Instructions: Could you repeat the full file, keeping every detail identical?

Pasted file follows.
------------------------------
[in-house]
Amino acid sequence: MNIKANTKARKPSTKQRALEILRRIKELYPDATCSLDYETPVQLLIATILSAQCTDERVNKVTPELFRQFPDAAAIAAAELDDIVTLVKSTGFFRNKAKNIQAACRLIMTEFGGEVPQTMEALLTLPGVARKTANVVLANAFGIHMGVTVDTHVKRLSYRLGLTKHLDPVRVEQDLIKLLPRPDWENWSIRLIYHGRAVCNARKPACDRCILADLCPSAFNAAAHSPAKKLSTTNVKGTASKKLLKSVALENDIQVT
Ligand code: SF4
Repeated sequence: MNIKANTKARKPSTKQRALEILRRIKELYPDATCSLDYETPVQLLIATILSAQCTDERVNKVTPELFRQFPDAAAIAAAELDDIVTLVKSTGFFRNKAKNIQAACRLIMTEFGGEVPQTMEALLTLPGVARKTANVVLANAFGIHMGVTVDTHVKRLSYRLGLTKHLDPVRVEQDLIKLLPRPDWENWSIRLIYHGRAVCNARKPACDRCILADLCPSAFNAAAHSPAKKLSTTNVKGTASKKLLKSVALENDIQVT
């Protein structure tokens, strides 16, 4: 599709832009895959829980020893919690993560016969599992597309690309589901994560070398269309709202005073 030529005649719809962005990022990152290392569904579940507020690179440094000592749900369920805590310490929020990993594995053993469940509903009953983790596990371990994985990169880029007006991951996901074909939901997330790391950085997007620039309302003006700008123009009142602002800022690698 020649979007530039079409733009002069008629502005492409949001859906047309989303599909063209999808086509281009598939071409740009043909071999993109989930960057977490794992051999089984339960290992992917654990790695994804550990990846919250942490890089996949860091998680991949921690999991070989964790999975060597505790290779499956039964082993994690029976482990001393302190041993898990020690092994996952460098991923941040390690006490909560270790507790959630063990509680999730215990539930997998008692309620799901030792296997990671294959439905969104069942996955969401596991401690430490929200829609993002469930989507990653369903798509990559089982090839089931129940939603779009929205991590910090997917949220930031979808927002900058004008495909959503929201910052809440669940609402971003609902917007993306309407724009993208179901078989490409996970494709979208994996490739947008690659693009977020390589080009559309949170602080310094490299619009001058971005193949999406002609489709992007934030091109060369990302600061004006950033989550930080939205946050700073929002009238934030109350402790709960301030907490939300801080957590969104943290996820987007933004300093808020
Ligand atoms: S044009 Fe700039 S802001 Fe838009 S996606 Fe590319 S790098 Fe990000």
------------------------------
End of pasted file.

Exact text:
[in-house]
Amino acid sequence: MNIKANTKARKPSTKQRALEILRRIKELYPDATCSLDYETPVQLLIATILSAQCTDERVNKVTPELFRQFPDAAAIAAAELDDIVTLVKSTGFFRNKAKNIQAACRLIMTEFGGEVPQTMEALLTLPGVARKTANVVLANAFGIHMGVTVDTHVKRLSYRLGLTKHLDPVRVEQDLIKLLPRPDWENWSIRLIYHGRAVCNARKPACDRCILADLCPSAFNAAAHSPAKKLSTTNVKGTASKKLLKSVALENDIQVT
Ligand code: SF4
Repeated sequence: MNIKANTKARKPSTKQRALEILRRIKELYPDATCSLDYETPVQLLIATILSAQCTDERVNKVTPELFRQFPDAAAIAAAELDDIVTLVKSTGFFRNKAKNIQAACRLIMTEFGGEVPQTMEALLTLPGVARKTANVVLANAFGIHMGVTVDTHVKRLSYRLGLTKHLDPVRVEQDLIKLLPRPDWENWSIRLIYHGRAVCNARKPACDRCILADLCPSAFNAAAHSPAKKLSTTNVKGTASKKLLKSVALENDIQVT
């Protein structure tokens, strides 16, 4: 599709832009895959829980020893919690993560016969599992597309690309589901994560070398269309709202005073 030529005649719809962005990022990152290392569904579940507020690179440094000592749900369920805590310490929020990993594995053993469940509903009953983790596990371990994985990169880029007006991951996901074909939901997330790391950085997007620039309302003006700008123009009142602002800022690698 020649979007530039079409733009002069008629502005492409949001859906047309989303599909063209999808086509281009598939071409740009043909071999993109989930960057977490794992051999089984339960290992992917654990790695994804550990990846919250942490890089996949860091998680991949921690999991070989964790999975060597505790290779499956039964082993994690029976482990001393302190041993898990020690092994996952460098991923941040390690006490909560270790507790959630063990509680999730215990539930997998008692309620799901030792296997990671294959439905969104069942996955969401596991401690430490929200829609993002469930989507990653369903798509990559089982090839089931129940939603779009929205991590910090997917949220930031979808927002900058004008495909959503929201910052809440669940609402971003609902917007993306309407724009993208179901078989490409996970494709979208994996490739947008690659693009977020390589080009559309949170602080310094490299619009001058971005193949999406002609489709992007934030091109060369990302600061004006950033989550930080939205946050700073929002009238934030109350402790709960301030907490939300801080957590969104943290996820987007933004300093808020
Ligand atoms: S044009 Fe700039 S802001 Fe838009 S996606 Fe590319 S790098 Fe990000």